Re: [PATCH 3/3] mm: slub: Default slub_max_order to 0
From: David Rientjes
Date: Mon May 16 2011 - 17:04:22 EST
On Thu, 12 May 2011, Andrea Arcangeli wrote:
> On Wed, May 11, 2011 at 01:38:47PM -0700, David Rientjes wrote:
> > kswapd and doing compaction for the higher order allocs before falling
> Note that patch 2 disabled compaction by clearing __GFP_WAIT.
> What you describe here would be patch 2 without the ~__GFP_WAIT
> addition (so keeping only ~GFP_NOFAIL).
It's out of context, my sentence was:
"With the previous changes in this patchset, specifically avoiding waking
kswapd and doing compaction for the higher order allocs before falling
back to the min order..."
meaning this patchset avoids waking kswapd and avoids doing compaction.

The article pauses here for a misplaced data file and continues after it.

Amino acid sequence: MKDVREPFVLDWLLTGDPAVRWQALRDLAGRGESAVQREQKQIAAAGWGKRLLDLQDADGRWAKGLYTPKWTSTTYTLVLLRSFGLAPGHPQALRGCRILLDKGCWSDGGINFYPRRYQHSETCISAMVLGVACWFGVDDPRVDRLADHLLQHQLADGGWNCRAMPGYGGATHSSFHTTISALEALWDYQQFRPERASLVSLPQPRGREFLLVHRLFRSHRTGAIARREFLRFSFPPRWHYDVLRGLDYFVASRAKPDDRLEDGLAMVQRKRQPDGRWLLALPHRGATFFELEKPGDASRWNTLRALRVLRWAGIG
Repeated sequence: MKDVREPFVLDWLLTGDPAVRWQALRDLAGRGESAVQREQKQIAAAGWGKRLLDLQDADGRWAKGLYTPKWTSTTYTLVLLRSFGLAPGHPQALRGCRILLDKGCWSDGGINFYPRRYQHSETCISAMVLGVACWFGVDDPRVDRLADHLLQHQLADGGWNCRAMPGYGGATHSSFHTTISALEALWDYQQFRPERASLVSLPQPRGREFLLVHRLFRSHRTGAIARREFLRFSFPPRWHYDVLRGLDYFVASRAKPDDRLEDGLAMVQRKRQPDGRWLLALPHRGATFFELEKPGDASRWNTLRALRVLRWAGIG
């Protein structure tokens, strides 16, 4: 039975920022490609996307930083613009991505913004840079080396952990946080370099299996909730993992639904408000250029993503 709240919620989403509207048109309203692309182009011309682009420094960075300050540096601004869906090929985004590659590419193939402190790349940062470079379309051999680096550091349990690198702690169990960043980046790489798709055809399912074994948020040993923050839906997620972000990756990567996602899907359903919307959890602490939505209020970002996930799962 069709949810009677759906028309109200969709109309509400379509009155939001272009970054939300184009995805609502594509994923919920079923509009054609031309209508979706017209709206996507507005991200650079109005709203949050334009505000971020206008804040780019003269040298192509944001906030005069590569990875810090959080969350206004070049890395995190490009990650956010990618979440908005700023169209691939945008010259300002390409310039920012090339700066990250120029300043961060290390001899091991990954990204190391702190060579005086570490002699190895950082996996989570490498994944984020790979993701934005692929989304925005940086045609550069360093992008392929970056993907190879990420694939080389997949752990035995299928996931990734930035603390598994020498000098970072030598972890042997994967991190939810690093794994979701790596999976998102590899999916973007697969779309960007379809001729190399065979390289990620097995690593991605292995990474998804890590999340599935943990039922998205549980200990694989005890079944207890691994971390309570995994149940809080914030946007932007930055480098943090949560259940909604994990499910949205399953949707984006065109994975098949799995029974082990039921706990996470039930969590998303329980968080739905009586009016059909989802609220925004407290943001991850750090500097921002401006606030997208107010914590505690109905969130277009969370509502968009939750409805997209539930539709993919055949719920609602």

> Not clearing __GFP_WAIT when compaction is enabled is possible and
> shouldn't result in bad behavior (if compaction is not enabled with
> current SLUB it's hard to imagine how it could perform decently if
> there's fragmentation). You should try to benchmark to see if it's
> worth it on the large NUMA systems with heavy network traffic (for
> normal systems I doubt compaction is worth it but I'm not against
> trying to keep it enabled just in case).
The fragmentation isn't the only issue with the netperf TCP_RR benchmark,
the problem is that the slub slowpath is being used >95% of the time on
every allocation and free for the very large number of kmalloc-256 and
kmalloc-2K caches. Those caches are order 1 and 3, respectively, on my
system by default, but the page allocator seldomly gets invoked for such a
benchmark after the partial lists are populated: the overhead is from the
per-node locking required in the slowpath to traverse the partial lists.
See the data I presented two years ago: http://lkml.org/lkml/2009/3/30/15.
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